As the dust settles on the notorious IE zero-day exploit which was fixed in October’s Patch Tuesday, a fresh zero-day utilizing Tagged Image File Format (TIFF) files makes an appearance.
Amidst the many Microsoft vulnerabilities which appear every month, it would seem to be a growing trend that one or two will, figuratively speaking, rise to prominence above the others. Chiefly, this has been the TIFF exploit which is currently affecting various Microsoft products such as Office 2003 – 2007, Windows Vista, Windows Server 2003 and Microsoft Lync.
Although the vulnerability doesn’t affect the latest versions of Microsoft software – think Windows 8, Office 2013, Windows Server 2008 – that will hardly be comforting to those who still use the preceding versions.
Nevertheless, there is a bit of user interaction required for the vulnerability to be successfully exploited. A system cannot be compromised without the user opening or previewing specially crafted content, such as an engineered web page or email attachment. If a user is lured into accessing this content, a flaw in the handling of TIFF image files by the graphics processing components of the affected software will allow an attacker to execute code with the same privileges as the logged-in user. This of course could be particularly damaging if the user were to have administrator privileges, as opposed to a standard user account.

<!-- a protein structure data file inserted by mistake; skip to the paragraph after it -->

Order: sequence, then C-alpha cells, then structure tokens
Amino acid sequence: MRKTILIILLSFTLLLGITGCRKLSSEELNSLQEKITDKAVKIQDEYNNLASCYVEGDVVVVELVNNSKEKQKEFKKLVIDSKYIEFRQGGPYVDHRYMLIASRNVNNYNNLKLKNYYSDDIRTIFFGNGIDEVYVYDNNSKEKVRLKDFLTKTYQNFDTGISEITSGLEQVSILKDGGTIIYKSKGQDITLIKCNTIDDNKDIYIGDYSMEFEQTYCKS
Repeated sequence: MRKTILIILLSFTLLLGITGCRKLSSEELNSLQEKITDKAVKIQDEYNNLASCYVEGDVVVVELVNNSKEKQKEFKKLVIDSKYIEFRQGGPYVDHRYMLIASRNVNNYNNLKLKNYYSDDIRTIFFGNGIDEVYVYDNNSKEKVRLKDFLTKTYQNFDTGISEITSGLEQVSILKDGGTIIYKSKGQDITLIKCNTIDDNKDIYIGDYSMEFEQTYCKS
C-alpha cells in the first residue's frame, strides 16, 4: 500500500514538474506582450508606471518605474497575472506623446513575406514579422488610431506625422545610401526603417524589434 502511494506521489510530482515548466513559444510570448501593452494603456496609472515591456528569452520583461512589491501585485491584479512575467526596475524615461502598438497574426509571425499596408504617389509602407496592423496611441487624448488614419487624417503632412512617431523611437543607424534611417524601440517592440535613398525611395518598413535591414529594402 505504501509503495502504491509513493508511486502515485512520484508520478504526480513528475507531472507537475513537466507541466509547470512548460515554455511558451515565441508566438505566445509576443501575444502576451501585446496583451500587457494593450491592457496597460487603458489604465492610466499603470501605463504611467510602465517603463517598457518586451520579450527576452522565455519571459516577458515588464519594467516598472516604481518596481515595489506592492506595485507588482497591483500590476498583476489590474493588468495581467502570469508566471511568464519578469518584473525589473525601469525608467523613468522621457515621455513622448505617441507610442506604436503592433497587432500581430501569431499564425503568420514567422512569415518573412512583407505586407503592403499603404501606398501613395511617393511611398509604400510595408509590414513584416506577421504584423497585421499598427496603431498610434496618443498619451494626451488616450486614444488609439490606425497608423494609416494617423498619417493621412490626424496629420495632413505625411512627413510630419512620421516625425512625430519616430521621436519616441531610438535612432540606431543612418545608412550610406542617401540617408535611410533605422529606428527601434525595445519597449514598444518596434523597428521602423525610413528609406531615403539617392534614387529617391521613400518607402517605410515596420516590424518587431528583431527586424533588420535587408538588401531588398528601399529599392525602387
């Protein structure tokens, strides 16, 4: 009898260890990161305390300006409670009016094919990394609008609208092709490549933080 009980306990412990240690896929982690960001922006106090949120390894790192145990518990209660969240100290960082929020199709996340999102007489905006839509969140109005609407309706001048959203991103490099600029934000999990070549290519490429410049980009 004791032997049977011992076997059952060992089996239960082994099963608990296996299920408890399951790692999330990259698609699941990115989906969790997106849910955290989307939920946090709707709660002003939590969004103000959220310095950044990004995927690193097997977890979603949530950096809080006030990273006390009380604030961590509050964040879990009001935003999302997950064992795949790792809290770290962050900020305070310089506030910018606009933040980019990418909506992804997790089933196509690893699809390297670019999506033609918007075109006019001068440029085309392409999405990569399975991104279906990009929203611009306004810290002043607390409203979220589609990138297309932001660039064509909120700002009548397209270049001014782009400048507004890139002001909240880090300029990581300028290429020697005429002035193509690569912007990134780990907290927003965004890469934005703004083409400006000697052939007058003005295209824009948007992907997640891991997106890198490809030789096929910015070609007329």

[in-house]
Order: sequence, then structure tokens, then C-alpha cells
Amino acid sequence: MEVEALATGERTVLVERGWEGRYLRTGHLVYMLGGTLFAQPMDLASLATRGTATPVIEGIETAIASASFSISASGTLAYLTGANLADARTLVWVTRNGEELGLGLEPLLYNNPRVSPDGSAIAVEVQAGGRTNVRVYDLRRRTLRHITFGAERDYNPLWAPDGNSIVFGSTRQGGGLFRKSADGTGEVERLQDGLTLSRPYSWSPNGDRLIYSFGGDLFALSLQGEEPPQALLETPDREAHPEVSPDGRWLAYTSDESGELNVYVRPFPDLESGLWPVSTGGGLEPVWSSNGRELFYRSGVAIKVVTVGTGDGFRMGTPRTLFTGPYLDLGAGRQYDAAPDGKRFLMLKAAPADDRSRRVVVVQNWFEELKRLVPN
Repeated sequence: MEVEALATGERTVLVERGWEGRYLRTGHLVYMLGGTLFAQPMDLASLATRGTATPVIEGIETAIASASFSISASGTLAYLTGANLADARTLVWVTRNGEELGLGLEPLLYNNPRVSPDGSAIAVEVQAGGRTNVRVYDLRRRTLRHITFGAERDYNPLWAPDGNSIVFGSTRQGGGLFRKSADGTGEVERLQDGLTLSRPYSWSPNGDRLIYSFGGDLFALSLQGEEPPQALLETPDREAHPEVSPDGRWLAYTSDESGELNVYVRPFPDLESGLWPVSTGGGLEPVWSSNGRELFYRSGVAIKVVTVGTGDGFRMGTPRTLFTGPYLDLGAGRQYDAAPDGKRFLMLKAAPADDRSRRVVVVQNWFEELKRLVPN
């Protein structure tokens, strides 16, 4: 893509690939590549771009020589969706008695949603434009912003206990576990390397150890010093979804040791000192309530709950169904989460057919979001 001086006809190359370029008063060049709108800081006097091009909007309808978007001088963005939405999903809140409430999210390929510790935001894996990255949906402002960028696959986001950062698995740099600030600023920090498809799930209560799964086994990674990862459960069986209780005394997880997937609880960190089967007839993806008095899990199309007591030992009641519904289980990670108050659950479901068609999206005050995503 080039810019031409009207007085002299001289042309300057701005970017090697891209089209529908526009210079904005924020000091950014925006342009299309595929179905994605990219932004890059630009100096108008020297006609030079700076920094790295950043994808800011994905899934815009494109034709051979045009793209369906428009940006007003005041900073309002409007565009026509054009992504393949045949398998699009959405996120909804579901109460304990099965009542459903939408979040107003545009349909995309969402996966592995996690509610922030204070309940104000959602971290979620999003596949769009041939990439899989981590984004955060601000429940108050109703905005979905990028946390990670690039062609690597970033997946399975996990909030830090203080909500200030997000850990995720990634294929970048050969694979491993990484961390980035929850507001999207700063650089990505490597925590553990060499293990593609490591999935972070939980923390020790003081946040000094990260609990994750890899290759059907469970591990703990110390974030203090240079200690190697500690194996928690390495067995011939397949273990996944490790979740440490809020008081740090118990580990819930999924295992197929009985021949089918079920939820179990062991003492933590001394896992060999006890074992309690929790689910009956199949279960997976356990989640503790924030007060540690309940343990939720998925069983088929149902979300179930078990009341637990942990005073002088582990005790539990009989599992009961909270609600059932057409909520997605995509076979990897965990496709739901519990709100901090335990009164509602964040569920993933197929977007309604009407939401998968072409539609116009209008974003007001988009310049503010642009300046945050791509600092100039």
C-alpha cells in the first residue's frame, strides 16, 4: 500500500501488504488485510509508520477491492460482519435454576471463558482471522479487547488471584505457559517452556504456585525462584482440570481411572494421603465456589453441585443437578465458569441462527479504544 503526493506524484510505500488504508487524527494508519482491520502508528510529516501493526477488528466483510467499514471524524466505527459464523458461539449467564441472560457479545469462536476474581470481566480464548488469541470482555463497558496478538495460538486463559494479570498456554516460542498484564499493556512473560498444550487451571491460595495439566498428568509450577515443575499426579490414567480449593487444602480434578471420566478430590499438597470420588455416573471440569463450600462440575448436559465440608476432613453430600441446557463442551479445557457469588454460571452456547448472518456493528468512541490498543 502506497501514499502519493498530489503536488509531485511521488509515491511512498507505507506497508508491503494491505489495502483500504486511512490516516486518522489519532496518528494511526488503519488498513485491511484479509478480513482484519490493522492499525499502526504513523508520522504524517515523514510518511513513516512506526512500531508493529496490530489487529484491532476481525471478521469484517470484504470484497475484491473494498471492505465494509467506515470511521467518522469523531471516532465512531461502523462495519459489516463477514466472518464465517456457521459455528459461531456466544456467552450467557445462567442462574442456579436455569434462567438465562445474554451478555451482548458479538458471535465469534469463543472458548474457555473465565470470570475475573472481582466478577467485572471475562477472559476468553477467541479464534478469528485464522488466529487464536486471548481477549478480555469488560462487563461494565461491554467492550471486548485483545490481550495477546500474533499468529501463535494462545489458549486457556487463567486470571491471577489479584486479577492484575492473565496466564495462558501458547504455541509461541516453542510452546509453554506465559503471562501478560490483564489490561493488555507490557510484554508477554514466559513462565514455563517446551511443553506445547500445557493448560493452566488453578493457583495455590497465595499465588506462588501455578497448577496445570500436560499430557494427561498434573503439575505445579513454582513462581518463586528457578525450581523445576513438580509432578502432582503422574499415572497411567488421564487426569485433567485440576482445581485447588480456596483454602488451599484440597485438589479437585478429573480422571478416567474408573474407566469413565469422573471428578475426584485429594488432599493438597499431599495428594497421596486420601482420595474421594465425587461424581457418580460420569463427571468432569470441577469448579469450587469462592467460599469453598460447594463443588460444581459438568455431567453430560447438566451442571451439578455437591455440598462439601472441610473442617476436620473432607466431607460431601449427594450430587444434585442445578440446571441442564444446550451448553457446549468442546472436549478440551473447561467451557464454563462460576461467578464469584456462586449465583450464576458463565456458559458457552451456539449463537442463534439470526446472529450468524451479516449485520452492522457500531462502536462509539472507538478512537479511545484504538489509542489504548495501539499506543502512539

So far, Microsoft is only aware of attacks on Office 2007, mainly in the Middle East and South Asia regions where Windows XP was the operating system. In these targeted attacks, users were asked to open a Word attachment with the malformed image embedded inside.
No patch available as yet
Unfortunately, Microsoft have stated that they will not be releasing a patch for this vulnerability in today’s round of Patch Tuesday fixes, which includes 8 Bulletins. However, Microsoft are actively working on a resolution which will be released when ready, indicating that there may be an out-of-cycle update on the horizon.
In the meantime, whilst not intended as a replacement for the upcoming update, Microsoft has provided a temporary ‘Fix It’ solution via Security Advisory 2896666 which is recommended to help protect systems.
Bearing in mind that there will not be a fix provided today, users are encouraged to exercise caution when invited to unknown websites and receiving unexpected email attachments.